By Kerry Southern-Reason, Managing Director, Care Home Interiors Co.
We all know our way round our own homes; we know where everything is and every last detail, from the creaky floorboard to the little defect on a wallpaper join.
Now image you are thrust into a completely different living environment and expected to know your way round. Couple that with having an age related decline in spatial ability and you can image how confusing and difficult it would be to learn and remember where you are.
If that wasn’t bad enough imagine tomorrow waking up surrounded by strangers and little memory of the day before. Imagine everyday not knowing where you are and why you are there.
Here at the Care Home Interiors Co. this is something we always consider when embarking on a dementia design project.
Empathy in understanding how confusing it can be to venture into a different property and not fully understand where you are or where anything is. It’s normal, we can all experience this, which is why with a little bit more understanding unfamiliar living environments can be designed to be much more intuitive to what most consider familiar.
When we talk about wayfinding our first thoughts might be of an outdoor pursuit with a compass and a map. In interior design we use the same principle by employing design methods as navigation tools. We hope that the unique piece of artwork, or sensory display acts as a que to know this is where we turn to eat or my room is down here.
One particular area where special attention must be given is in corridors. We cannot get away from the fact corridors exist, and It isn’t always possible to keep corridor runs less than 20 meters. In some very large builds these can be intimidating, even scary, especially if the individual finds themselves alone with no reference points.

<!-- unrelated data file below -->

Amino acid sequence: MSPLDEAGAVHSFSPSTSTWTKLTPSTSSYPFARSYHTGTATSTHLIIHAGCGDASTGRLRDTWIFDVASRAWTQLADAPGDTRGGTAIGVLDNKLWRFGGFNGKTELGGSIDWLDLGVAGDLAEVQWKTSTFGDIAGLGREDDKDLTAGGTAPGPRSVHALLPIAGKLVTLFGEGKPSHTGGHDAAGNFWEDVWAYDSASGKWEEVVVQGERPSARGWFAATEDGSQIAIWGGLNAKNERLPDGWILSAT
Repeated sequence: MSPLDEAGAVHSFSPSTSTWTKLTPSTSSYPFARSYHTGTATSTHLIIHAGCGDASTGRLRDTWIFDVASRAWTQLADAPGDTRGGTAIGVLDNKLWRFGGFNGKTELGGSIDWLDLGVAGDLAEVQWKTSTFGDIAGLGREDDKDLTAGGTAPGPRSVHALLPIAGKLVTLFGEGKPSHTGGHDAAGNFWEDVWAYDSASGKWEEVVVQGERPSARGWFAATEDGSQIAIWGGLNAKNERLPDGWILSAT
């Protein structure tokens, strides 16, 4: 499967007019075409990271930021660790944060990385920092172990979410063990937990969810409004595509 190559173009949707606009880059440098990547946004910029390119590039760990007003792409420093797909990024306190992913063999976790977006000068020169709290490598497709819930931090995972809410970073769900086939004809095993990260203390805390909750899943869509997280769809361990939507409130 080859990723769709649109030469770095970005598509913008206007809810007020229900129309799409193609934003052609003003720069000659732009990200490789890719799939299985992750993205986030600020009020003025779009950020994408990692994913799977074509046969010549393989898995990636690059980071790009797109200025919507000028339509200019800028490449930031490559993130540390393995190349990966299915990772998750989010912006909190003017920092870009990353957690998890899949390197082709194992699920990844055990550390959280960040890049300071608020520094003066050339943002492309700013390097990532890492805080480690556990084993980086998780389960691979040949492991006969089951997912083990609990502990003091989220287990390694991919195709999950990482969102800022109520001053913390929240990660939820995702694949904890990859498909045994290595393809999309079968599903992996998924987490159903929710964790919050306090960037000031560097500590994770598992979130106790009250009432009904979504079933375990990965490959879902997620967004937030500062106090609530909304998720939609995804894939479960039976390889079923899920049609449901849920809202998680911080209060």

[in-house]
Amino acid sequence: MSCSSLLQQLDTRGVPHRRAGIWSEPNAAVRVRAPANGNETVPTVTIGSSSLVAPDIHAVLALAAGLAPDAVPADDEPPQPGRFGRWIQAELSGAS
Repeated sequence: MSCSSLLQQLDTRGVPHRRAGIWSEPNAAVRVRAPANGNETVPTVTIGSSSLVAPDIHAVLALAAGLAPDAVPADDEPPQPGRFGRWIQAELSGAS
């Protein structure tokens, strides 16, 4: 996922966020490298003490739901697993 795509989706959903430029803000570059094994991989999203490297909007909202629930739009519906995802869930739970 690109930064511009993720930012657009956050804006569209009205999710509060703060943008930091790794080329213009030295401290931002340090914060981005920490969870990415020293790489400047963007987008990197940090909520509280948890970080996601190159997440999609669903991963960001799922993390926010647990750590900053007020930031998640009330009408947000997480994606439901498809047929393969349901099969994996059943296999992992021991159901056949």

As we know memory and perception is one of the biggest declines affecting those living with dementia. Therefore our aim is to maintain the familiar as much as we can by continuing the homely look and feel within corridor areas.
Mix it up
We start by differentiating styles.
Uniformity may be seen appealing but to someone living with dementia lack of differentiation can be worrying, is it the same corridor or a different corridor?
A recommended solution is always to differentiate. Differentiation provides strong reminders and indicators of where an individual might be. This can be achieved by adding differing visual features such as distinct artwork.
Artwork can make an environment seem familiar, yet support individuals in finding their way around the home. A memorable picture can aid people with their memory loss, and help an individual relate the picture to being close to the lounge, dining room or toilet.
We use additional design methods such as activity stations to provide strong reminders. It can make those connecting spaces, such as corridors, enjoyable places to be and spend time.
Wayfinding signs don’t have to be words. Something as simple as hat rack or a collection of flower posies can act as a cue to enable independent wayfinding.
For us it is about creating recognizable spaces without them being over stimulating, gentle encouragement is all that needed to start a wayfinding journey to the final destination.
All corridors will lead somewhere; we make sure design encourages that journey in a safe and positive way.